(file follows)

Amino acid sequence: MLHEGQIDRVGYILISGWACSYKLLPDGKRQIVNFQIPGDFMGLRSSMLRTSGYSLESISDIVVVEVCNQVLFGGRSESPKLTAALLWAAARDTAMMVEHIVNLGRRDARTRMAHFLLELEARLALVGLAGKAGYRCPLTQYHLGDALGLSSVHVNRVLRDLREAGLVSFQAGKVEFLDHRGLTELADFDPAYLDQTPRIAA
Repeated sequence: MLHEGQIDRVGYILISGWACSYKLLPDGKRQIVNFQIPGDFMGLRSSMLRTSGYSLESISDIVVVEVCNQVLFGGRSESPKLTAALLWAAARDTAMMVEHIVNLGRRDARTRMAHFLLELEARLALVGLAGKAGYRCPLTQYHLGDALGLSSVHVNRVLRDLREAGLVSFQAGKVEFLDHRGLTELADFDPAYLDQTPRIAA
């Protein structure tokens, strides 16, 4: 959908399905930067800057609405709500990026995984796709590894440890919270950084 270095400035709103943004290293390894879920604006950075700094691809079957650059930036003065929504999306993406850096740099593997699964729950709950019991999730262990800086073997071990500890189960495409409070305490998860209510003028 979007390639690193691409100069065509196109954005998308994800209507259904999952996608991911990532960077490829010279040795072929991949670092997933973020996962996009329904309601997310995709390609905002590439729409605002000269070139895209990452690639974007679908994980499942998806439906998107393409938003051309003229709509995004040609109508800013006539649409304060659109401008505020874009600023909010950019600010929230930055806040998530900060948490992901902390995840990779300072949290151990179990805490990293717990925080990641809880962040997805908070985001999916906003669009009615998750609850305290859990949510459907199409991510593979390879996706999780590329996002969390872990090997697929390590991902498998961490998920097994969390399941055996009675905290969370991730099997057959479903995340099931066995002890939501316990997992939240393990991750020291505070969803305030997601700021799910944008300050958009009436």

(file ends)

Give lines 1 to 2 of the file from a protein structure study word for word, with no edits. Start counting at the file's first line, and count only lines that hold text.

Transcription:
Amino acid sequence: MLHEGQIDRVGYILISGWACSYKLLPDGKRQIVNFQIPGDFMGLRSSMLRTSGYSLESISDIVVVEVCNQVLFGGRSESPKLTAALLWAAARDTAMMVEHIVNLGRRDARTRMAHFLLELEARLALVGLAGKAGYRCPLTQYHLGDALGLSSVHVNRVLRDLREAGLVSFQAGKVEFLDHRGLTELADFDPAYLDQTPRIAA
Repeated sequence: MLHEGQIDRVGYILISGWACSYKLLPDGKRQIVNFQIPGDFMGLRSSMLRTSGYSLESISDIVVVEVCNQVLFGGRSESPKLTAALLWAAARDTAMMVEHIVNLGRRDARTRMAHFLLELEARLALVGLAGKAGYRCPLTQYHLGDALGLSSVHVNRVLRDLREAGLVSFQAGKVEFLDHRGLTELADFDPAYLDQTPRIAA